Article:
Last week I visited Albany; an impressive new development in the Bahamas for the wealthy looking to invest in their future. The team there is focused; with a ‘can do’ attitude! There is a real sense of community and belonging, which makes Albany different from many places in the sun.
For those feeling a twinge of envy, – the Bahamas is not immune from rain – it rained all day Sunday – horizontal rain, so driving in the golf cart gave me no protection from getting soaked! The other days were thankfully spent – under blue skies, on white sands, and in turquoise, aquamarine seas.
I wanted to see for myself how the Bahamas is bearing up under pressure from the OECD to ‘step in line’ with the other member countries.
Bahamas, keen to serve the best interests of its UHNW community, took a stand against the OECD with a bilateral approach to the automatic exchange of information – which means it will only exchange financial information with those countries with which it has an agreement. However, as brave as it was, it now recognises that it cannot afford to be black listed by EU countries and will capitulate to sign the multi-lateral agreement like the other OECD countries.
Ironically, the sooner it recognises its strengths and the reality of the world we are now living in, the better. The Bahamas not only offers a world class place to live for billionaires and multi-millionaires, it is also a favourable place to base the global assets and businesses of the UHNW community. It has excellent professionals, a robust judiciary and is remarkably save, however, its professional trustees also need to be alive to the dangers – and do something about them.
Cem’s adviser Dishang came to see me the day after I came back from Albany. Cem’s trust structure was set up with professional trustees in one of the lesser known offshore jurisdictions two years ago. Last year the trust successfully sold his energy company for many hundreds of millions of dollars.
I asked Dishang how the trustees had coped with the sale of his company. Dishang said ‘Only Cem knows every detail of his company; it is only Cem who could have gotten the best possible price for his company’. Dishang, was quite adamant ‘Cem, has always been in control of his business assets, he tolerates his trustees, but only if they do what he tells them’.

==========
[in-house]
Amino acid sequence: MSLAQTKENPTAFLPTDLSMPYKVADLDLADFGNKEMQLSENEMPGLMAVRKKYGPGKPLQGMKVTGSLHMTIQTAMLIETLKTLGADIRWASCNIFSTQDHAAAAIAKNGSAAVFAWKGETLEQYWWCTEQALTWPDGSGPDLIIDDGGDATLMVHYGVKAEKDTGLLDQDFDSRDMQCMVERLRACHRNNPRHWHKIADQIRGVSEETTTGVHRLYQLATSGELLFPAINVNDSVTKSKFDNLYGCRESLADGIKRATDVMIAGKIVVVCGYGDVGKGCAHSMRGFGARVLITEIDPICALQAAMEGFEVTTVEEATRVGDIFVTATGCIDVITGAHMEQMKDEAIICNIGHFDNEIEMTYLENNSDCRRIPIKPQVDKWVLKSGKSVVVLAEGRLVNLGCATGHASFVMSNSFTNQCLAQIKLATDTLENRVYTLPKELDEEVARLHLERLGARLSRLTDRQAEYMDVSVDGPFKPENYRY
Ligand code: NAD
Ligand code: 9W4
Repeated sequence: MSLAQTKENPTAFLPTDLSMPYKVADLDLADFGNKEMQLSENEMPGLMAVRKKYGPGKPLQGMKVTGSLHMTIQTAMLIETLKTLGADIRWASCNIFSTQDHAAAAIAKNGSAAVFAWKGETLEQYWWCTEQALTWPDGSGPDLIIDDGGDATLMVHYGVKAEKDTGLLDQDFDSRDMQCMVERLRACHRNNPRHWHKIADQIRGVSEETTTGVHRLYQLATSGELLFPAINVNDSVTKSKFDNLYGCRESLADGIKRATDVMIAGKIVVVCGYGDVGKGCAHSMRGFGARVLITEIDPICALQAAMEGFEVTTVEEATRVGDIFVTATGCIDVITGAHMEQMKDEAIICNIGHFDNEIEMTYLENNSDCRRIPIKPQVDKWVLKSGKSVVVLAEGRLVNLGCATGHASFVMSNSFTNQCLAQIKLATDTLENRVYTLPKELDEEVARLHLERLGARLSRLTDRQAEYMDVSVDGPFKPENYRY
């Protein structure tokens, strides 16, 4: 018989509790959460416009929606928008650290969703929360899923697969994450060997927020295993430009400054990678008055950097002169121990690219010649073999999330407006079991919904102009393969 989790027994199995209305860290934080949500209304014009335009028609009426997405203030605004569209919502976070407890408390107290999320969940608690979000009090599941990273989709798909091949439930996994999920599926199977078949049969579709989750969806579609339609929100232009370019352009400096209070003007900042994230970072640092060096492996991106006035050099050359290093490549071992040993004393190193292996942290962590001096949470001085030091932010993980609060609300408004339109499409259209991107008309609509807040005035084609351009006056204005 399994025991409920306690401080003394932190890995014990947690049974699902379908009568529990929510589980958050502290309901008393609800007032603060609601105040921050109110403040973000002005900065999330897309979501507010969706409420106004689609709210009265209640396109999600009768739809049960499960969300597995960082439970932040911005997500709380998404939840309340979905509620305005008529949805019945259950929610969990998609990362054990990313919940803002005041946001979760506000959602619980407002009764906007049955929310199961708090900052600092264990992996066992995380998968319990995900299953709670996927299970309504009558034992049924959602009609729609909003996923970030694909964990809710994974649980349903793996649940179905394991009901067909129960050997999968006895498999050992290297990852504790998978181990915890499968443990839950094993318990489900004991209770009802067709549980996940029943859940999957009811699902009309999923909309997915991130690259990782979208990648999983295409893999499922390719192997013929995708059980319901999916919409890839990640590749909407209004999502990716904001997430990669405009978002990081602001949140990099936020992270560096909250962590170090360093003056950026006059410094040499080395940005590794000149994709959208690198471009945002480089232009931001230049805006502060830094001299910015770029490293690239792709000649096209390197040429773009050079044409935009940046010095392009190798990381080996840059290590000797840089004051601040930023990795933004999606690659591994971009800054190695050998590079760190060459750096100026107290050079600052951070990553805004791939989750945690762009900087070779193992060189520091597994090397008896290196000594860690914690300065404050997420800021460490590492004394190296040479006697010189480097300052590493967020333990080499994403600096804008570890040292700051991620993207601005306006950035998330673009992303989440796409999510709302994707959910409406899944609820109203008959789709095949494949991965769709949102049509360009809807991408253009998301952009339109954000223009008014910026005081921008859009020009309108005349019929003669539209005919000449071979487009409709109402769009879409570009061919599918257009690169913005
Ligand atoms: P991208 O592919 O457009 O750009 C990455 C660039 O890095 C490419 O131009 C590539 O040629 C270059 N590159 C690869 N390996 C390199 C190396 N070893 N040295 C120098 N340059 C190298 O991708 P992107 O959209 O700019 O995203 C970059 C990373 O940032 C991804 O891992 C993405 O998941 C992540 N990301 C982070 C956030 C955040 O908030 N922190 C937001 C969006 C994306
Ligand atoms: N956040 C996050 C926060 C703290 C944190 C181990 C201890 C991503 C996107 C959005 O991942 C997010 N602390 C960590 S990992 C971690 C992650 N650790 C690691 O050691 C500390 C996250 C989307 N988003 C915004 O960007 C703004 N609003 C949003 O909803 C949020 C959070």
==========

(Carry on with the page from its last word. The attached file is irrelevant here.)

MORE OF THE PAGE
I explained to Dishang that Cem needed to think very carefully about changing his trust ownership structure. His trust was in serious danger of being attacked by the tax authorities in his home country as a sham. Regardless of what the trust documents actually say; it was clear from what Dishang described that Cem de facto had the control of ‘his’ business assets which were ostensibly owned by professional trustees.
To drive home exactly how serious the current situation was, I quoted to Dishang what STEP (Society of Trusts and Estates Practitioner’s) says about sham:
‘The consequences when a trust is construed as a sham are: the court declares that the trust does not exist and has never existed; the funds have always been held by the ‘trustees’ on a resulting trust for the benefit of the settlor, and after the settlor’s death for the benefit of his estate. The settlor, or his estate may become liable to back-tax claims and increased estate taxes. Any funds distributed to other parties (beneficiaries apart from the settlor) have to be clawed back and may have to be repaid by the ‘trustees’ out of their own pocket. Fees received by the ‘trustees’ have to be repaid; the trustees may be sued by those who would otherwise have benefited from the trust if it had not been set aside as a sham; the ‘trustees’ may have to pay their own legal costs and may alsobe ordered to pay the costs of any court action; the reputation of the ’trustees’ may suffer. ‘
The Bahamas, cannot hope to gain a tactical advantage by being out of step with the rest of the world, but it can use its trust knowledge and expertise to see the dangers which are coming and doing what it can now to ensure their trust structures withstands any claim against the settlor for sham. No professional trustee in their right mind would want to get caught in the cross fire between the settlor and its tax authorities with the very real risk of being put out of business. The time to act is now – analyse every trust and ask the question – does the settlor have de facto control – if the answer is yes – do something about it, before something is done about it for you.
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